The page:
It's still technically summer — the autumnal equinox doesn't arrive until 4:02 p.m. ET Friday.

It was a tad unusual then to see it snowing Thursday in the Sierra Nevada, the mountain range that is shared by California and Nevada. It usually doesn't snow there for about another month.

Some areas got a dusting, but others got several inches of snow and the plows were called out to clear roads.

Snow and hail contributed to a 16-vehicle crash on Interstate 80 near Cisco Grove, Calif. One man was killed and others were treated for minor injuries.

Many older Americans who have Affordable Care Act insurance policies are going to miss a Sept. 30 deadline to enroll in Medicare, and they need more time to make the change, advocates say.

Updated at 9:40 p.m. with additional details — Hundreds of “white allies” marched in the streets downtown on Thursday. Their aim was to demonstrate broad support for the protest movement sparked by a judge’s decision to acquit a former police officer of murder.

For more about 90 minutes, a crowd of predominantly white demonstrators expressed solidarity with African-Americans. For the past week, many have protested St. Louis Circuit Judge Timothy Wilson’s decision to find Jason Stockley, who is white, not guilty of murder in the 2011 death of Anthony Lamar Smith, a black man.

As the St. Louis region manages the ongoing unrest sparked by a judge’s decision to acquit a white former police officer in the death of a black man, civil rights activists say it’s past time for the city to address the policies that have long kept black people behind.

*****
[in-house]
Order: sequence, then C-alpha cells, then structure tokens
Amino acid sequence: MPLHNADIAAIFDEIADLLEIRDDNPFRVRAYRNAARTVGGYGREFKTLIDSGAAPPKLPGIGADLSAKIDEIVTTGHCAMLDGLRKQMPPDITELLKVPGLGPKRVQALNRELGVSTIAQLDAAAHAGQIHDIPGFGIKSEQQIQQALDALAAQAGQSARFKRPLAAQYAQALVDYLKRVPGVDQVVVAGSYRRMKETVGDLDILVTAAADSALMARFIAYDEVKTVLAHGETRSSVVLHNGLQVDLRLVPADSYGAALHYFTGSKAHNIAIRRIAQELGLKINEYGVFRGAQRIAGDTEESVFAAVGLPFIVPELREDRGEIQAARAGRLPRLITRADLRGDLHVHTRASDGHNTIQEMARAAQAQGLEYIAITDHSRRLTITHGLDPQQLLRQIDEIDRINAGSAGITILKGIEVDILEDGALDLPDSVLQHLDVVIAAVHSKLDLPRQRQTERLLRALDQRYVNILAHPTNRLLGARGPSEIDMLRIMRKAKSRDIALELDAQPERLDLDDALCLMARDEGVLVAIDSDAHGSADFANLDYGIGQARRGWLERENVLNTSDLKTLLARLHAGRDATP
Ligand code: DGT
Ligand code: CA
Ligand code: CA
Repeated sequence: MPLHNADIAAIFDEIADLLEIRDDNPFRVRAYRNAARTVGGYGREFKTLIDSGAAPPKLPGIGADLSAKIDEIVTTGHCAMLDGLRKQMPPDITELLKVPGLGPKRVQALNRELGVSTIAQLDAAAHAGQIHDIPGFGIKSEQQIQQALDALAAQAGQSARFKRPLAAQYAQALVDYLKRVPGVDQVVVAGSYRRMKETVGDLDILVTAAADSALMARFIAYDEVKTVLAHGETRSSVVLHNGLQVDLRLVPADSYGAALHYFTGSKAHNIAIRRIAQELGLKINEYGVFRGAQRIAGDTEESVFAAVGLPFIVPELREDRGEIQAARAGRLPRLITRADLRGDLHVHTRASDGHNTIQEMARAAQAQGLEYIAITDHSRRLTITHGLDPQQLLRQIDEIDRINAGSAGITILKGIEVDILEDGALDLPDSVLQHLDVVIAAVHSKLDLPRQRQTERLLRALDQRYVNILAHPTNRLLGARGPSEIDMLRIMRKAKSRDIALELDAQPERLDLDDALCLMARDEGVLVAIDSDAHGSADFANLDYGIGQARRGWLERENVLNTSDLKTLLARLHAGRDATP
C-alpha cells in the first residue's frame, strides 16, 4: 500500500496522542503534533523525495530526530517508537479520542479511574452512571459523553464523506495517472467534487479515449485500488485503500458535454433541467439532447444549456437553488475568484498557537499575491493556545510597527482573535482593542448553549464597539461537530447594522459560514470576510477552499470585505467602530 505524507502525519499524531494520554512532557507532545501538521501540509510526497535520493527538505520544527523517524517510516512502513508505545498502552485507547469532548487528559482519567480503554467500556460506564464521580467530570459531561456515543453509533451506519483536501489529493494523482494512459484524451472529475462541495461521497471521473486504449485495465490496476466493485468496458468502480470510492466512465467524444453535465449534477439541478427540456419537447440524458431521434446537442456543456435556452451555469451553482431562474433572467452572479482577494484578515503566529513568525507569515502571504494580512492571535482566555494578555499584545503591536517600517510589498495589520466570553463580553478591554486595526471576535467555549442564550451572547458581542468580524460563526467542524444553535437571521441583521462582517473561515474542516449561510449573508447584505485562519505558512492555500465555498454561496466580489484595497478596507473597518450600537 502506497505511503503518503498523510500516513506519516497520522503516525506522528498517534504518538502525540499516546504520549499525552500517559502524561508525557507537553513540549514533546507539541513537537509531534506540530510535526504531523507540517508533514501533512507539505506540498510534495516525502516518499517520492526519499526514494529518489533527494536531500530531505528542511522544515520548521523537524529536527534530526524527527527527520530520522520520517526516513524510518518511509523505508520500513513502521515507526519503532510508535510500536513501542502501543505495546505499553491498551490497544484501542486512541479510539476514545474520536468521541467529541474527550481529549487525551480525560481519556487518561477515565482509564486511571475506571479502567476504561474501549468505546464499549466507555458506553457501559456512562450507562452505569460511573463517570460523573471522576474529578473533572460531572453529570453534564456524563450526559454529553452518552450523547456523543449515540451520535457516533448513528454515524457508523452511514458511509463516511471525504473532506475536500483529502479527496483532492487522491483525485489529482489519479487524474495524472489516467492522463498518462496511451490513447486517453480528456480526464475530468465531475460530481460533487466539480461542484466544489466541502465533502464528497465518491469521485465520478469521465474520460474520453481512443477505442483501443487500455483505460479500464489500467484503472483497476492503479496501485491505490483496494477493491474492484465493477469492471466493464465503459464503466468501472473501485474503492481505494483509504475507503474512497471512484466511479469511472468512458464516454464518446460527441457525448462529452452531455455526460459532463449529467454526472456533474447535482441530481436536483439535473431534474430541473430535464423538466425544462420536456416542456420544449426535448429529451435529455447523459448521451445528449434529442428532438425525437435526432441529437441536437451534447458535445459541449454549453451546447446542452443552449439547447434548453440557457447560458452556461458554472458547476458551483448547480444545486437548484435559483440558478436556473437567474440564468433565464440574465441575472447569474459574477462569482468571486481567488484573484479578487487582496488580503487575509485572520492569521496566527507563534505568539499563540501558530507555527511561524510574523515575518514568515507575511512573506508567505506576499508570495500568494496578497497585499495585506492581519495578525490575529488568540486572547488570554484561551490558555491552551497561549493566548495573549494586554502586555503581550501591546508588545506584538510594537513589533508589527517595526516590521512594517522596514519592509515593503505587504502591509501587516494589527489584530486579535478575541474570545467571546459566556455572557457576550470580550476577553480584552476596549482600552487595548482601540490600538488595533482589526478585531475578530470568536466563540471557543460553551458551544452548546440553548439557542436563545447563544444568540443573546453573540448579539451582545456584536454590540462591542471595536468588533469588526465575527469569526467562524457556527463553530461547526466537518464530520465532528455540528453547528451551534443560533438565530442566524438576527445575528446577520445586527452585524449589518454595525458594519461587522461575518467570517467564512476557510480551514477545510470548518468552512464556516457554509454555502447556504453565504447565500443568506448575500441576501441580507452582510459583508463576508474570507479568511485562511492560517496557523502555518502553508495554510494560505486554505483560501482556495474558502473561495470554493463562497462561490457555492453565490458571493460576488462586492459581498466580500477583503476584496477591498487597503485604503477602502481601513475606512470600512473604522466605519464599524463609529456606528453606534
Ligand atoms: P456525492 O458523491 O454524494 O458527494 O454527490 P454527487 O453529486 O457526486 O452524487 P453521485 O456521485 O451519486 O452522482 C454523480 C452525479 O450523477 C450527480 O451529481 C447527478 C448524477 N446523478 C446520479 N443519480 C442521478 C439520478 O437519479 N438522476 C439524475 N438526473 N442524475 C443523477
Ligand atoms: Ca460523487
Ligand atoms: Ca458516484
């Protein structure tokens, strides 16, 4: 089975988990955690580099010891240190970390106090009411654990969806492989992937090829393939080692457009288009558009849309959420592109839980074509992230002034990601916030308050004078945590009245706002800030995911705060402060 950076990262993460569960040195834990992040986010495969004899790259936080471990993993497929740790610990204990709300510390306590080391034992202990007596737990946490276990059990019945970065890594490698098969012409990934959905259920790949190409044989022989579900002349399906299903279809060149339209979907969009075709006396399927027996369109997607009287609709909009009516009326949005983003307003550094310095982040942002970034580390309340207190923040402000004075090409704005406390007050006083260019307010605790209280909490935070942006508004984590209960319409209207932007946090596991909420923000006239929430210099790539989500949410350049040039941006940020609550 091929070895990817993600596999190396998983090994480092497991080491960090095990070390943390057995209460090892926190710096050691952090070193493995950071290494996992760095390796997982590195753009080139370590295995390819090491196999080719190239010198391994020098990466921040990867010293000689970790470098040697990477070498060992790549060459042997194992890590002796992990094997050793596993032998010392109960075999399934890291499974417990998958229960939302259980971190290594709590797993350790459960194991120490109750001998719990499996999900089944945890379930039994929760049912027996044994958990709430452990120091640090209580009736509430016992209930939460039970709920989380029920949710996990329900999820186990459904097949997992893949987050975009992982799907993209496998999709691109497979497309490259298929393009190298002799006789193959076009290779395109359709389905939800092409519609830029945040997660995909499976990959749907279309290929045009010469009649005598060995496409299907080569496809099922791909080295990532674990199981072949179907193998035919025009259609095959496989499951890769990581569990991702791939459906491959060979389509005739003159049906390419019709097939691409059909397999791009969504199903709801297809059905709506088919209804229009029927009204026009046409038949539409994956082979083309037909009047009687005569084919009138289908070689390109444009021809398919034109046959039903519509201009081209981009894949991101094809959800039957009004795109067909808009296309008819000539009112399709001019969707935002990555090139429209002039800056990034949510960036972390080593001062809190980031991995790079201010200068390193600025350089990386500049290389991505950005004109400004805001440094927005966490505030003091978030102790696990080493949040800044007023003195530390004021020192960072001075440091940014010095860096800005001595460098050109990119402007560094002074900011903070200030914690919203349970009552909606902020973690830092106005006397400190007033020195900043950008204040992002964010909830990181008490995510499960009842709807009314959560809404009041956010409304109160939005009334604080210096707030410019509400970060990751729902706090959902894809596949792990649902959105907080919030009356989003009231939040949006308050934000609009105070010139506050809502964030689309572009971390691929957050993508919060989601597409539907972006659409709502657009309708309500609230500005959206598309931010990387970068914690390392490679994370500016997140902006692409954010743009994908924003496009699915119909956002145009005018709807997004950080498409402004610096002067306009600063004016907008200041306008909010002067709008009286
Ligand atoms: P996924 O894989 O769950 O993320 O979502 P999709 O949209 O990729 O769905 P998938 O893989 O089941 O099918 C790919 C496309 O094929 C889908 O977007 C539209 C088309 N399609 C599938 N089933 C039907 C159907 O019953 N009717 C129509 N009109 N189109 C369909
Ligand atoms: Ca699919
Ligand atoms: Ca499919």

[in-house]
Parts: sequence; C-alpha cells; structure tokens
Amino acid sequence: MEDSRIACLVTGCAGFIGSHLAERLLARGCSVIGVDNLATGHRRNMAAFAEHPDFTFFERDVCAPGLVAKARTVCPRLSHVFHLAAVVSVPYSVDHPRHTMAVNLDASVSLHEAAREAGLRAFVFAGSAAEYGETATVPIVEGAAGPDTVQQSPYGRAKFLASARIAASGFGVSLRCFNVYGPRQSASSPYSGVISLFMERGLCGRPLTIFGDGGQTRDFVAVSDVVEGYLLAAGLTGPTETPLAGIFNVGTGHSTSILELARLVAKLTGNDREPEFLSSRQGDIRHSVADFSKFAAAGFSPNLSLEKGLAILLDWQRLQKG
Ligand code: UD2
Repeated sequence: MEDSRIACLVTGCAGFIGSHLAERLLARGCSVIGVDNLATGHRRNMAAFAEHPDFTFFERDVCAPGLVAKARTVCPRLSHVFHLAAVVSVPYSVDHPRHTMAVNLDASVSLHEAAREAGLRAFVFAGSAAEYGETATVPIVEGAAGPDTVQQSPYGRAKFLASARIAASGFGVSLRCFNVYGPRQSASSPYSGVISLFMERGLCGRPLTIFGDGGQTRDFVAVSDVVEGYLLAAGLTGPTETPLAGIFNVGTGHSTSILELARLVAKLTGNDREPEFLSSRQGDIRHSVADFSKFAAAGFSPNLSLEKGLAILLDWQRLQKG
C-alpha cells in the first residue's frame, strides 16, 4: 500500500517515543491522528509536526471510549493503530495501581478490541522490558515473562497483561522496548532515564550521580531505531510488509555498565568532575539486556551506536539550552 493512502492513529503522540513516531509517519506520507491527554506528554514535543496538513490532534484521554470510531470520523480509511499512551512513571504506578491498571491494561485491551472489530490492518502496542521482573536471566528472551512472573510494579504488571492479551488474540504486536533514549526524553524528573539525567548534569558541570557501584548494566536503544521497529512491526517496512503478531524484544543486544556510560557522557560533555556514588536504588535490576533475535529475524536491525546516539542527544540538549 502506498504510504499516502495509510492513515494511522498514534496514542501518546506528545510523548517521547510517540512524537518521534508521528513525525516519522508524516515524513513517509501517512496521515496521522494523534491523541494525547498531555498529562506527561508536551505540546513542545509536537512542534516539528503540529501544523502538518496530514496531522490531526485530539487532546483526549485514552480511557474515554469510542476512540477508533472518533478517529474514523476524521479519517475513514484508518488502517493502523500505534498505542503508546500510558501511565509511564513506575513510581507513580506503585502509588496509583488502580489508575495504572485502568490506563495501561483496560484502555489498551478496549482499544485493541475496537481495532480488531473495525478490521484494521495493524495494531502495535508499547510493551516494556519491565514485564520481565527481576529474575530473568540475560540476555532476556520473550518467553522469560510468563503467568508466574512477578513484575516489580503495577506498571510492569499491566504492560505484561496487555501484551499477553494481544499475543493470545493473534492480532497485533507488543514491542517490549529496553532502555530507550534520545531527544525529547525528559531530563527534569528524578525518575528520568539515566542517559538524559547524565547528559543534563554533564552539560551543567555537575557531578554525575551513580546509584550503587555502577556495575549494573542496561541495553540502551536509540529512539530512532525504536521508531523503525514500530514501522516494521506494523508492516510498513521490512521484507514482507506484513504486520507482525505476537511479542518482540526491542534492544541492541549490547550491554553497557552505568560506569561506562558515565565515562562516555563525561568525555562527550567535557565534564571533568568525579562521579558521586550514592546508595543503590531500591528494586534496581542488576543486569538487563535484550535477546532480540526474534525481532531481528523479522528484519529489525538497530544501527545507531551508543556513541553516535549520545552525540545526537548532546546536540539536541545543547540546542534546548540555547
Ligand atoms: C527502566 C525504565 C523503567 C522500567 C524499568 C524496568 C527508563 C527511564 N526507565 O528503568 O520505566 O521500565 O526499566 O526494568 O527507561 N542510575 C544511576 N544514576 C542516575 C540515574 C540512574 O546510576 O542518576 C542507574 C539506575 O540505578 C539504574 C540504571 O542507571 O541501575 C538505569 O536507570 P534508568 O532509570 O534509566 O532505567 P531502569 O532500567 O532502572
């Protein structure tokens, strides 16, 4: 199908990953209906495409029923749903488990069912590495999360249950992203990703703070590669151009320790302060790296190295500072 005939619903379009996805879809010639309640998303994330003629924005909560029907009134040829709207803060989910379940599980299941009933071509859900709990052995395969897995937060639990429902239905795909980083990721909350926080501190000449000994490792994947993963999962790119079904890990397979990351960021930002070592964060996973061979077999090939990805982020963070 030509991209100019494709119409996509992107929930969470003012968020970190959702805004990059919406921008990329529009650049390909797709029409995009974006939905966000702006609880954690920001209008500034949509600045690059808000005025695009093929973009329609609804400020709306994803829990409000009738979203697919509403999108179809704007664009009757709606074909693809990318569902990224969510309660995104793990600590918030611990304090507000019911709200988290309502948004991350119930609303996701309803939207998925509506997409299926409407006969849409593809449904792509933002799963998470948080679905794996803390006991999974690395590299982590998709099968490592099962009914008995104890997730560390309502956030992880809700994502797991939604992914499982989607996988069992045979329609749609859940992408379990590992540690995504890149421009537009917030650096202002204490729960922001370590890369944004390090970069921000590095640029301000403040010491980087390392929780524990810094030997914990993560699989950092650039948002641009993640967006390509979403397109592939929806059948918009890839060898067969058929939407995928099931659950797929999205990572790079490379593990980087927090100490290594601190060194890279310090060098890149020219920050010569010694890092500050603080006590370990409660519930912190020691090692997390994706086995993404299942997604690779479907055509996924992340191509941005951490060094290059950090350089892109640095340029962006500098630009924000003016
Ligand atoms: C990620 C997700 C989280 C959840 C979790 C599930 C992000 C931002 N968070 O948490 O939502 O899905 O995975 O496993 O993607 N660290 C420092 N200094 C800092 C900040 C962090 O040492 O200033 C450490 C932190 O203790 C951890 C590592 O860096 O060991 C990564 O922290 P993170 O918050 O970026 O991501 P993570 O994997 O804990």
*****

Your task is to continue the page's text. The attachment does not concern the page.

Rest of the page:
St. Louis must put an end to systemic racism if conditions are to improve for African-Americans, community leaders said Thursday during a panel discussion at Harris-Stowe University.

“Education is freedom; it allows you choices,” state Sen. Jamilah Nasheed said. “It allows you to go to the next level.”

U.S. Housing and Urban Development Secretary Ben Carson is urging people in the St. Louis region to make sure protests do not disintegrate into violence.

During a stop Thursday in East St. Louis, Carson said he hoped the protests would generate a broader understanding of the challenges facing the St. Louis region.

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When President Trump announced a ban on travel for citizens from several predominantly Muslim countries in January, a coalition of officials from various blue states quickly rallied to fight it.